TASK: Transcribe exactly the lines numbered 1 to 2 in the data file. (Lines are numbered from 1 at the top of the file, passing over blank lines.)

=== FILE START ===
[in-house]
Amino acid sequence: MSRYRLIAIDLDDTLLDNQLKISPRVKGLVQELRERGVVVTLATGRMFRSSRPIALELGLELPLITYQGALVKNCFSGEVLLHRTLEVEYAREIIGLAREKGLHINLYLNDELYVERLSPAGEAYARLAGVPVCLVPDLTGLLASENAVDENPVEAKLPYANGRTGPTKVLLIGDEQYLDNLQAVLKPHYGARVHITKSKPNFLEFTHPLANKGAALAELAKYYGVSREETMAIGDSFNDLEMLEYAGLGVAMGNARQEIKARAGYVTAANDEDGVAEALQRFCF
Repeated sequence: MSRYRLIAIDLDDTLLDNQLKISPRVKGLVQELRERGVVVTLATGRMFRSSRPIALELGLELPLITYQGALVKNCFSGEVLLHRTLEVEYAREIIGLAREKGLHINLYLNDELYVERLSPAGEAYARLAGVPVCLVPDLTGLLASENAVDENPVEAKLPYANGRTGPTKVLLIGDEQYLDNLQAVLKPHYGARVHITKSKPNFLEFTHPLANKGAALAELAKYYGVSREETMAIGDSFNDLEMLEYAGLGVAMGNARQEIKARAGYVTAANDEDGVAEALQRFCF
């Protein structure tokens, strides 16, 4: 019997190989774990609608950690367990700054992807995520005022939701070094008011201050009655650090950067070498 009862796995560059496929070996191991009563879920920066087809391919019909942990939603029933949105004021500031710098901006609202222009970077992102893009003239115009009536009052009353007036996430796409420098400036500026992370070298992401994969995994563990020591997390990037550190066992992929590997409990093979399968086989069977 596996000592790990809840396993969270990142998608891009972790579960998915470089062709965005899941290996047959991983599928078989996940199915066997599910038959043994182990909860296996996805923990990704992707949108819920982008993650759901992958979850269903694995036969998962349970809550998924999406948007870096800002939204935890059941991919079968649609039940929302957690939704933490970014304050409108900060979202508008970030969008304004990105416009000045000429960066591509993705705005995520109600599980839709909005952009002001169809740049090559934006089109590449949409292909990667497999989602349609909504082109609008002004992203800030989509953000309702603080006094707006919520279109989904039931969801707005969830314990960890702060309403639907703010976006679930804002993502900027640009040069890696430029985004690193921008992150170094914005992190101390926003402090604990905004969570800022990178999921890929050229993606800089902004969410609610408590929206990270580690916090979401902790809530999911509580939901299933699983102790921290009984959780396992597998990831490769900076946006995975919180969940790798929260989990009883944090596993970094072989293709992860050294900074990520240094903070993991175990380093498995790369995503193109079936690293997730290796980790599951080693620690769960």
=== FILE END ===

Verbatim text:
[in-house]
Amino acid sequence: MSRYRLIAIDLDDTLLDNQLKISPRVKGLVQELRERGVVVTLATGRMFRSSRPIALELGLELPLITYQGALVKNCFSGEVLLHRTLEVEYAREIIGLAREKGLHINLYLNDELYVERLSPAGEAYARLAGVPVCLVPDLTGLLASENAVDENPVEAKLPYANGRTGPTKVLLIGDEQYLDNLQAVLKPHYGARVHITKSKPNFLEFTHPLANKGAALAELAKYYGVSREETMAIGDSFNDLEMLEYAGLGVAMGNARQEIKARAGYVTAANDEDGVAEALQRFCF